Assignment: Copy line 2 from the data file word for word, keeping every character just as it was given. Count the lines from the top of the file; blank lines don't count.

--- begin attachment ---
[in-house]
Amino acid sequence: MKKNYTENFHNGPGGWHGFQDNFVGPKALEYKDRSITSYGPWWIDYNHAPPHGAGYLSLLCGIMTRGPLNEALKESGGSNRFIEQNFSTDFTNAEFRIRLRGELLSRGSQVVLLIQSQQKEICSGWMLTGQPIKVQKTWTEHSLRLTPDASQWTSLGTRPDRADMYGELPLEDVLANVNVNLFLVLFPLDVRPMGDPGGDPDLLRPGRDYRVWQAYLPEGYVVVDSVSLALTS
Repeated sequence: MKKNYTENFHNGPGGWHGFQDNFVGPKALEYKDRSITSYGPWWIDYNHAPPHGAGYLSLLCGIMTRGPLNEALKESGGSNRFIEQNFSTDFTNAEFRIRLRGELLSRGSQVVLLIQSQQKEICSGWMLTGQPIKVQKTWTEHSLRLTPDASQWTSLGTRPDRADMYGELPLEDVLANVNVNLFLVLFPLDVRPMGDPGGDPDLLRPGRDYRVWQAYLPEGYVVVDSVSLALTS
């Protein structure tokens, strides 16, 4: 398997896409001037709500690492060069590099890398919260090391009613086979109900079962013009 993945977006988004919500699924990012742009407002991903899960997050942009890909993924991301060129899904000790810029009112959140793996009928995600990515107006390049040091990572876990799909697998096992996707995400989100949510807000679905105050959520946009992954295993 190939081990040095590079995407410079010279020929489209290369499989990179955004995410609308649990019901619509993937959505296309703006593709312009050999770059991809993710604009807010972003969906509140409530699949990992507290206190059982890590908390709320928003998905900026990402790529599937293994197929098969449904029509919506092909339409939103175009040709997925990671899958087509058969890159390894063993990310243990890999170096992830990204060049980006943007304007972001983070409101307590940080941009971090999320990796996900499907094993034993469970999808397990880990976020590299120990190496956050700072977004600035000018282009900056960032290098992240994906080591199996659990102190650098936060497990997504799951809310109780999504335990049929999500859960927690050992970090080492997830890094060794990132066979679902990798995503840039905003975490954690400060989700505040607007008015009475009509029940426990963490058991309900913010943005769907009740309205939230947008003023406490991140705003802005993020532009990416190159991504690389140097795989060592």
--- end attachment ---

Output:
Amino acid sequence: MKKNYTENFHNGPGGWHGFQDNFVGPKALEYKDRSITSYGPWWIDYNHAPPHGAGYLSLLCGIMTRGPLNEALKESGGSNRFIEQNFSTDFTNAEFRIRLRGELLSRGSQVVLLIQSQQKEICSGWMLTGQPIKVQKTWTEHSLRLTPDASQWTSLGTRPDRADMYGELPLEDVLANVNVNLFLVLFPLDVRPMGDPGGDPDLLRPGRDYRVWQAYLPEGYVVVDSVSLALTS